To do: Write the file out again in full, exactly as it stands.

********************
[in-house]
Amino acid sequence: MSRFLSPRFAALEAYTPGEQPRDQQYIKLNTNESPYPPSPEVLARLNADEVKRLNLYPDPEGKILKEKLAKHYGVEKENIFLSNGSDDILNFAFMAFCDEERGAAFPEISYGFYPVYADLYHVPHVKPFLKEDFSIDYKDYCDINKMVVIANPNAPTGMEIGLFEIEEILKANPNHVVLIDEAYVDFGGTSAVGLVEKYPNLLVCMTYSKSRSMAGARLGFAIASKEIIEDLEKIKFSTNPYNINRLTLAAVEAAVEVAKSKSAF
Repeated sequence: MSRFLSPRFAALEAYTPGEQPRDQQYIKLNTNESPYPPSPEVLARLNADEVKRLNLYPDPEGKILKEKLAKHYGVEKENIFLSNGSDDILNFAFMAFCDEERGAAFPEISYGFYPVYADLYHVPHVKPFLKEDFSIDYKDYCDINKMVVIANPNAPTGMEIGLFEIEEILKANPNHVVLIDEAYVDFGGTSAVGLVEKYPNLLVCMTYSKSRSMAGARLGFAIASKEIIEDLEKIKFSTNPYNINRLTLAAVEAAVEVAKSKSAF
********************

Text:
[in-house]
Amino acid sequence: MSRFLSPRFAALEAYTPGEQPRDQQYIKLNTNESPYPPSPEVLARLNADEVKRLNLYPDPEGKILKEKLAKHYGVEKENIFLSNGSDDILNFAFMAFCDEERGAAFPEISYGFYPVYADLYHVPHVKPFLKEDFSIDYKDYCDINKMVVIANPNAPTGMEIGLFEIEEILKANPNHVVLIDEAYVDFGGTSAVGLVEKYPNLLVCMTYSKSRSMAGARLGFAIASKEIIEDLEKIKFSTNPYNINRLTLAAVEAAVEVAKSKSAF
Repeated sequence: MSRFLSPRFAALEAYTPGEQPRDQQYIKLNTNESPYPPSPEVLARLNADEVKRLNLYPDPEGKILKEKLAKHYGVEKENIFLSNGSDDILNFAFMAFCDEERGAAFPEISYGFYPVYADLYHVPHVKPFLKEDFSIDYKDYCDINKMVVIANPNAPTGMEIGLFEIEEILKANPNHVVLIDEAYVDFGGTSAVGLVEKYPNLLVCMTYSKSRSMAGARLGFAIASKEIIEDLEKIKFSTNPYNINRLTLAAVEAAVEVAKSKSAF